I had risked so much already, not just by loving another woman, but by acting on my desires. By allowing myself to feel intimacy and connection with another queer person. Despite feeling guilt and shame, this risk had become increasingly vital to take.  



This risk that the Queer and Trans community face of people “finding out” is not one that every one of us can take. We are bound by the dangers of cis-heteropatriarchy, the violence and constant policing of our bodies by the system. Had it not been for the access I had to the Queer World: the education that I received to be even able to reach out to others in the community (I am grateful to Dr. Ambedkar’s teachings and the opportunities that my mother’s education provided me), the language to use to identify what I was going through, and the compassion I had to give myself over and over again (thanks to mental health professionals), I would still feel trapped and disconnected like I once did when I hadn’t yet come in to my identity. I believe it was always there, I just had to attain that awareness, knowledge, and empathy – none of which would have been possible without the support systems I had access to.  

As I was putting myself out there and learning how to navigate the Queer World, the burden of “getting caught” as if I were doing something wrong, felt less. The same implications applied as before, but this time around I had the right resources and people with me. Letting go of cis privilege did not feel like a privilege as much as it felt like something imposed on me by society. Out to almost all the people in my life who were close to me and being more comfortable in the body I was in, the longing to be with someone fully as I was and identified as (non binary, trans) became strong. I wondered if I would still be accepted and loved after I transitioned. It’s one thing accepting yourself as you are. It’s another when someone else accepts you as you are.  

I remember the first time I went on a date after socially transitioning from female to a non-binary and trans identity. Like any first date, there was a thrill and a rush of emotions that came with meeting a new person, but it was risky. For a lack of better words: I looked different, embracing my “masculine” side at while keeping my “femme” tendencies, I felt different too. I carried myself differently now that I had fully come into my identity. While gender roles did not change much I was no longer hiding my more “masculine” traits from the world. I had to take that risk to challenge the binaries that were tying me down.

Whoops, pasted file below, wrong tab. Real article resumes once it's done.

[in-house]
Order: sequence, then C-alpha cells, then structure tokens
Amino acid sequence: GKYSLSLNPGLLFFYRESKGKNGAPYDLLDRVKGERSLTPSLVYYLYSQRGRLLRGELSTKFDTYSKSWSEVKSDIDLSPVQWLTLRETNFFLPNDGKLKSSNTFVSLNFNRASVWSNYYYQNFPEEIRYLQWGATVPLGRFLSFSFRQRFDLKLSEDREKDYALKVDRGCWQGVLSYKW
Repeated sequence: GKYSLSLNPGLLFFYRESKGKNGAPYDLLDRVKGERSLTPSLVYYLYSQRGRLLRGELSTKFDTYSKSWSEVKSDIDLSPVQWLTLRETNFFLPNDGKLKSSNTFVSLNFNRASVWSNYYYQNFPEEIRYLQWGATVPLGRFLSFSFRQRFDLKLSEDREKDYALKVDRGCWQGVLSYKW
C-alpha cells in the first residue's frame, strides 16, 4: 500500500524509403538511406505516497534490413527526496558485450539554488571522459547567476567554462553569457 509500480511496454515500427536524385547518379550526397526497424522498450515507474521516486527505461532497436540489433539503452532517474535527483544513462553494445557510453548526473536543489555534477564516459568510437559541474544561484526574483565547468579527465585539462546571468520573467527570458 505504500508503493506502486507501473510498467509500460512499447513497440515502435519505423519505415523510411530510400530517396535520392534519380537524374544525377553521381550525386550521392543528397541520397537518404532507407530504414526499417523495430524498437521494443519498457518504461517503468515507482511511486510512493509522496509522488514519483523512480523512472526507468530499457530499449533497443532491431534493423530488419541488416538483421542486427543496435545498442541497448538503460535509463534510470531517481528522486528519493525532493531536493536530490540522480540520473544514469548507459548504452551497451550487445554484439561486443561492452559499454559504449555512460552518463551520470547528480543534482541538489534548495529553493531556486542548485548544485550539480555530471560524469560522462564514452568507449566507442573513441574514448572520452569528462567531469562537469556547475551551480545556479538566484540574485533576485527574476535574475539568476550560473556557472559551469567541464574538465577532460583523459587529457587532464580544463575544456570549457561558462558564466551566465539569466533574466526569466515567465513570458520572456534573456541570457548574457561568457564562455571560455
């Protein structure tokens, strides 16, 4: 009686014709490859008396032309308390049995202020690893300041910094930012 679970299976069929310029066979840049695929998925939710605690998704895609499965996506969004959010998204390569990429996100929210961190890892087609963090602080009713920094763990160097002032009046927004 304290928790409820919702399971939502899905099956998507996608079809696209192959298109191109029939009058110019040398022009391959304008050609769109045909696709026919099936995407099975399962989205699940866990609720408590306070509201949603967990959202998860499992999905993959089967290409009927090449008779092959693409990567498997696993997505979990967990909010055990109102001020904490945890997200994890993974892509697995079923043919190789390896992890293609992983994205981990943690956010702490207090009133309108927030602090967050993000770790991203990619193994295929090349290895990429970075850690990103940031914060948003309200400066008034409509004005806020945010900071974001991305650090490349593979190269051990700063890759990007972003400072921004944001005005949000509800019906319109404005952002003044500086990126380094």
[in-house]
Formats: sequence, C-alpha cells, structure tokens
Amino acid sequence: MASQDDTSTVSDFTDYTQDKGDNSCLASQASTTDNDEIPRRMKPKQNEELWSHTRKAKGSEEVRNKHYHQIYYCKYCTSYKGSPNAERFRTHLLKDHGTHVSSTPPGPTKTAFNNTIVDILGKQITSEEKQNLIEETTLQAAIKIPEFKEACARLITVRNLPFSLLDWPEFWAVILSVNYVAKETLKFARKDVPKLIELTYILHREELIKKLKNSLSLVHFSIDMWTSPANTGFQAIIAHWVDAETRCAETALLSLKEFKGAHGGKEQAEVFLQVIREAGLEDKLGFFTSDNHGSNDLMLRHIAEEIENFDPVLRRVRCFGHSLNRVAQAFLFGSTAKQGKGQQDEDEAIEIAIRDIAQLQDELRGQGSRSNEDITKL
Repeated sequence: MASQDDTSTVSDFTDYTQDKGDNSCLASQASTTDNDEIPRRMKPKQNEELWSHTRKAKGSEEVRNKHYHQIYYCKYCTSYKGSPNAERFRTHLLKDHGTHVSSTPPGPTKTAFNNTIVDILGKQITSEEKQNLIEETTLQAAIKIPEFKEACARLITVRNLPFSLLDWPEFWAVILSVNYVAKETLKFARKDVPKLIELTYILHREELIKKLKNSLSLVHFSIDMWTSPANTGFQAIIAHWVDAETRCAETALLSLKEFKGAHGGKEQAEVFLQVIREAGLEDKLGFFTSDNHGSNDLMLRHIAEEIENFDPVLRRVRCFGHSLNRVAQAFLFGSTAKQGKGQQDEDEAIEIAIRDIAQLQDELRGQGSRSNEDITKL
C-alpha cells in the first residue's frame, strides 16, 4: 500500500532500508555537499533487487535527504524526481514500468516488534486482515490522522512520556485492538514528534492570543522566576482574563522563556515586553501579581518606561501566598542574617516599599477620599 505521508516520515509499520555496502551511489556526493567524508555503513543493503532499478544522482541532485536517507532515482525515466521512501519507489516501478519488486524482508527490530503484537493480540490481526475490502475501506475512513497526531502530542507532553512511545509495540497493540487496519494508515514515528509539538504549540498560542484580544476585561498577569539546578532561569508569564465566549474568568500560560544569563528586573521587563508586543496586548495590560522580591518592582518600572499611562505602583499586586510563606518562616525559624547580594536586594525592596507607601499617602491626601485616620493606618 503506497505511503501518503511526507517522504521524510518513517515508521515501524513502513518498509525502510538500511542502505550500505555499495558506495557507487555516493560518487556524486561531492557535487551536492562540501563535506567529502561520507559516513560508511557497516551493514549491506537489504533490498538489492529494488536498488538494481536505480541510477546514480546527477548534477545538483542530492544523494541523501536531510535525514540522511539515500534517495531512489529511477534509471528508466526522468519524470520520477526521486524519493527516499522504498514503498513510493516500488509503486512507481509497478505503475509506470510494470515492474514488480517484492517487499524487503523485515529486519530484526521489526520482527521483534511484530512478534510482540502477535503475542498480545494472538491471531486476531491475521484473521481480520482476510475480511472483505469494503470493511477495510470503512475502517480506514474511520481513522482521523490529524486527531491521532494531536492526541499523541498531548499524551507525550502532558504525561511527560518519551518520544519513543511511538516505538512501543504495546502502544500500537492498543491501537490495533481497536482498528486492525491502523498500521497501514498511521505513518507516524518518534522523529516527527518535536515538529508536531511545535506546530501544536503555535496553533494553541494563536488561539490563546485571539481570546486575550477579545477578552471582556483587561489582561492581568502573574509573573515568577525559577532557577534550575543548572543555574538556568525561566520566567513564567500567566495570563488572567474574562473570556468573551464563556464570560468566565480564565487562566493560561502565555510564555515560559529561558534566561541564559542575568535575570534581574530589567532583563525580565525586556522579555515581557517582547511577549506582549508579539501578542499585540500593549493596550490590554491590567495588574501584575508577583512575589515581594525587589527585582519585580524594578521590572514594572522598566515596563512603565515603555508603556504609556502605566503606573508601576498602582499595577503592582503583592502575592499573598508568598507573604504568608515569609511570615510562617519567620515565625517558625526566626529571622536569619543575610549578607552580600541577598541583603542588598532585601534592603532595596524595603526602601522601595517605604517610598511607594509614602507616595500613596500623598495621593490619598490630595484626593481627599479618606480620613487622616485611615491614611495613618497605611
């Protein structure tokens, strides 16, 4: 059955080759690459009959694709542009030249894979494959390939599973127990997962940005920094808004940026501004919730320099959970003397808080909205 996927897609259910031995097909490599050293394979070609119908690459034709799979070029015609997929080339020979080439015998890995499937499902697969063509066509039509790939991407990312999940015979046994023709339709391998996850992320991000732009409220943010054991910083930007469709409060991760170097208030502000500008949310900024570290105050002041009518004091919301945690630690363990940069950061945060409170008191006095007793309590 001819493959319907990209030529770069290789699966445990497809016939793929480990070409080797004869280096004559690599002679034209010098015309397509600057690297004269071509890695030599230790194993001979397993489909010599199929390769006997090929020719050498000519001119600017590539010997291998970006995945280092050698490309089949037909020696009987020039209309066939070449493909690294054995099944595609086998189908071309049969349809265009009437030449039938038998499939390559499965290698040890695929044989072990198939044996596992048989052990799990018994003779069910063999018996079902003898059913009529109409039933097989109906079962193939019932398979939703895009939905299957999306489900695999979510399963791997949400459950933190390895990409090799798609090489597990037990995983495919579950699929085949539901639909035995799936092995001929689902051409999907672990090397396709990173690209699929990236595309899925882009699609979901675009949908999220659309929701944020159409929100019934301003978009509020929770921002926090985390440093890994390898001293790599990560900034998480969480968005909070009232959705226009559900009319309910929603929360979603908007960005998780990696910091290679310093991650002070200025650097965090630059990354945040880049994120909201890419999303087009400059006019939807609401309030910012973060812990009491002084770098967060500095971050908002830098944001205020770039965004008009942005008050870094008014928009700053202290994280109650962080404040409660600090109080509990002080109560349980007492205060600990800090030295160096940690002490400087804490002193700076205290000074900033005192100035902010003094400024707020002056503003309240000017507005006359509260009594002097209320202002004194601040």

Gradually, I increasingly aligned myself with my gender identity and expression and to my surprise, I felt the most connected I had ever felt. People around me sensed this too, and perhaps the relationships I would now have moving forward would feel more authentic.




This disbelief that I think many queer and trans folk have, especially people with social anxiety, puts us at risk of isolating ourselves from the rest of the world. The self-doubt and mistrust of self and others can be dangerous, emotionally.


The coming out process or the process of coming in to our identity is not a one-time occurrence, but a constant, recurring process we have to continually engage in, in order to live fulfilling and honest lives. The risks we take in order to be comfortable or to “be at one” with our sexuality and actively resist destructive norms are ongoing and necessary. The risks we take to question, acknowledge, and ultimately transform into our identities help us not only to have a better sense of self, but also empower us to fight for a safe and fulfilling life. Taking these risks, therefore, becomes imperative for our survival.




 Cover Image: Pixabay